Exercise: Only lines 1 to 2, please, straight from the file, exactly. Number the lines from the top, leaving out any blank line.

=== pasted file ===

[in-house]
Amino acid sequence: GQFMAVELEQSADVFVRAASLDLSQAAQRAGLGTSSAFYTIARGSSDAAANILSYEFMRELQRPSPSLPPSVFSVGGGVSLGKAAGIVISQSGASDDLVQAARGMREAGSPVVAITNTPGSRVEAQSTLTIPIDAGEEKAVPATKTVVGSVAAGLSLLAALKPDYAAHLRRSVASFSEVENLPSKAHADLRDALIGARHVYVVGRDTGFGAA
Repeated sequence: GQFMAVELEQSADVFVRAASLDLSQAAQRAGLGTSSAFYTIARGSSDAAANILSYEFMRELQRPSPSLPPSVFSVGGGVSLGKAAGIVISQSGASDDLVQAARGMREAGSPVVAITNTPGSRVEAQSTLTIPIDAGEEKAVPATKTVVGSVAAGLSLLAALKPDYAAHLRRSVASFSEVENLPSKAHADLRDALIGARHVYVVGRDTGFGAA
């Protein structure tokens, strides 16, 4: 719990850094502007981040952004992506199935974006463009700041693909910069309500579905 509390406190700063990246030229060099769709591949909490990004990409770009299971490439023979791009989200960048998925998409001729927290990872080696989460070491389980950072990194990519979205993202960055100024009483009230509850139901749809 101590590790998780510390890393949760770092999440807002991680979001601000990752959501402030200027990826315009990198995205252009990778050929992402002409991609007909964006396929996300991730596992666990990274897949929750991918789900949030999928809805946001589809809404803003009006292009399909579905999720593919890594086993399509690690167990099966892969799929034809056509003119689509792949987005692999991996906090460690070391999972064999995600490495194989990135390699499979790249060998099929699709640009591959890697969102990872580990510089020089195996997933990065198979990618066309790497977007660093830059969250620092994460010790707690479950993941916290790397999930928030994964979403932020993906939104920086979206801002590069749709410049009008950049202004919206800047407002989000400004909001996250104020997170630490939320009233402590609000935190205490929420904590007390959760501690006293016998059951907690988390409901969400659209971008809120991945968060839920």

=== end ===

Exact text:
[in-house]
Amino acid sequence: GQFMAVELEQSADVFVRAASLDLSQAAQRAGLGTSSAFYTIARGSSDAAANILSYEFMRELQRPSPSLPPSVFSVGGGVSLGKAAGIVISQSGASDDLVQAARGMREAGSPVVAITNTPGSRVEAQSTLTIPIDAGEEKAVPATKTVVGSVAAGLSLLAALKPDYAAHLRRSVASFSEVENLPSKAHADLRDALIGARHVYVVGRDTGFGAA